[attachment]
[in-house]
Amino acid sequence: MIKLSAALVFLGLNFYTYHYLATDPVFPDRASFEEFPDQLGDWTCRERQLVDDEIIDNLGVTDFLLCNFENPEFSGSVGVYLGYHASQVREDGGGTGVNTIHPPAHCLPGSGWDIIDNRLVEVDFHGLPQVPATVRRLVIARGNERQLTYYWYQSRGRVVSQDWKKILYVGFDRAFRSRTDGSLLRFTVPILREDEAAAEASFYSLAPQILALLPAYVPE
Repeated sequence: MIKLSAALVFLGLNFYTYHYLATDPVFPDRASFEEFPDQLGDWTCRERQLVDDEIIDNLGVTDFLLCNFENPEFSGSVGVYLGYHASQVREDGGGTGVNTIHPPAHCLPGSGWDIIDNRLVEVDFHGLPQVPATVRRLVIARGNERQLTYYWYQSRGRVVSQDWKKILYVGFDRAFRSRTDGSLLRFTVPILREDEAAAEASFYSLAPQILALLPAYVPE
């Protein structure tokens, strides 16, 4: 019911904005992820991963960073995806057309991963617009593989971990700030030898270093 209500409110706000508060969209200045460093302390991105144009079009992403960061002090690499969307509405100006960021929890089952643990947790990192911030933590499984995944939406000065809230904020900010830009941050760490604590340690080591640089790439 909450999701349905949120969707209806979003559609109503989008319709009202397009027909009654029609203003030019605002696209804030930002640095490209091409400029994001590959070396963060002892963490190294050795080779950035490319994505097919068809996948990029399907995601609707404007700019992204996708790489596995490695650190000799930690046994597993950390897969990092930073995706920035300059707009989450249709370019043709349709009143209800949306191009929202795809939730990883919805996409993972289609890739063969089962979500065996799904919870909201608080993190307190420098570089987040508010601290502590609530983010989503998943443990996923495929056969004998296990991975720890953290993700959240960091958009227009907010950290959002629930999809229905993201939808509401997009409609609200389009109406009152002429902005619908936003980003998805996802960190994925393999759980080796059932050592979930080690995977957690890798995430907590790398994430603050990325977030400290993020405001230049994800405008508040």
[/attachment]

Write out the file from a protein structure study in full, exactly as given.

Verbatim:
[in-house]
Amino acid sequence: MIKLSAALVFLGLNFYTYHYLATDPVFPDRASFEEFPDQLGDWTCRERQLVDDEIIDNLGVTDFLLCNFENPEFSGSVGVYLGYHASQVREDGGGTGVNTIHPPAHCLPGSGWDIIDNRLVEVDFHGLPQVPATVRRLVIARGNERQLTYYWYQSRGRVVSQDWKKILYVGFDRAFRSRTDGSLLRFTVPILREDEAAAEASFYSLAPQILALLPAYVPE
Repeated sequence: MIKLSAALVFLGLNFYTYHYLATDPVFPDRASFEEFPDQLGDWTCRERQLVDDEIIDNLGVTDFLLCNFENPEFSGSVGVYLGYHASQVREDGGGTGVNTIHPPAHCLPGSGWDIIDNRLVEVDFHGLPQVPATVRRLVIARGNERQLTYYWYQSRGRVVSQDWKKILYVGFDRAFRSRTDGSLLRFTVPILREDEAAAEASFYSLAPQILALLPAYVPE
């Protein structure tokens, strides 16, 4: 019911904005992820991963960073995806057309991963617009593989971990700030030898270093 209500409110706000508060969209200045460093302390991105144009079009992403960061002090690499969307509405100006960021929890089952643990947790990192911030933590499984995944939406000065809230904020900010830009941050760490604590340690080591640089790439 909450999701349905949120969707209806979003559609109503989008319709009202397009027909009654029609203003030019605002696209804030930002640095490209091409400029994001590959070396963060002892963490190294050795080779950035490319994505097919068809996948990029399907995601609707404007700019992204996708790489596995490695650190000799930690046994597993950390897969990092930073995706920035300059707009989450249709370019043709349709009143209800949306191009929202795809939730990883919805996409993972289609890739063969089962979500065996799904919870909201608080993190307190420098570089987040508010601290502590609530983010989503998943443990996923495929056969004998296990991975720890953290993700959240960091958009227009907010950290959002629930999809229905993201939808509401997009409609609200389009109406009152002429902005619908936003980003998805996802960190994925393999759980080796059932050592979930080690995977957690890798995430907590790398994430603050990325977030400290993020405001230049994800405008508040």